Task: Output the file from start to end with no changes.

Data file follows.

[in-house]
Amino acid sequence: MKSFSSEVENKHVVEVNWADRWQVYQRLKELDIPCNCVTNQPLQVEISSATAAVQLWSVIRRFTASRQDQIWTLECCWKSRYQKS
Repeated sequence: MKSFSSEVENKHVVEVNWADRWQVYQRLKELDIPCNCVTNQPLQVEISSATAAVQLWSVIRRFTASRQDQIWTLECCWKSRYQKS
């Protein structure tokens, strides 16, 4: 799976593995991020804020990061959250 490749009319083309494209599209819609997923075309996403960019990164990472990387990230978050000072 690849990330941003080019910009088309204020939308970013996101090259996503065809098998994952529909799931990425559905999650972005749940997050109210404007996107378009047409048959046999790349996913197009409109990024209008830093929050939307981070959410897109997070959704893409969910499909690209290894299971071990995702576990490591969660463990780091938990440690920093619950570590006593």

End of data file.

[in-house]
Amino acid sequence: MKSFSSEVENKHVVEVNWADRWQVYQRLKELDIPCNCVTNQPLQVEISSATAAVQLWSVIRRFTASRQDQIWTLECCWKSRYQKS
Repeated sequence: MKSFSSEVENKHVVEVNWADRWQVYQRLKELDIPCNCVTNQPLQVEISSATAAVQLWSVIRRFTASRQDQIWTLECCWKSRYQKS
């Protein structure tokens, strides 16, 4: 799976593995991020804020990061959250 490749009319083309494209599209819609997923075309996403960019990164990472990387990230978050000072 690849990330941003080019910009088309204020939308970013996101090259996503065809098998994952529909799931990425559905999650972005749940997050109210404007996107378009047409048959046999790349996913197009409109990024209008830093929050939307981070959410897109997070959704893409969910499909690209290894299971071990995702576990490591969660463990780091938990440690920093619950570590006593």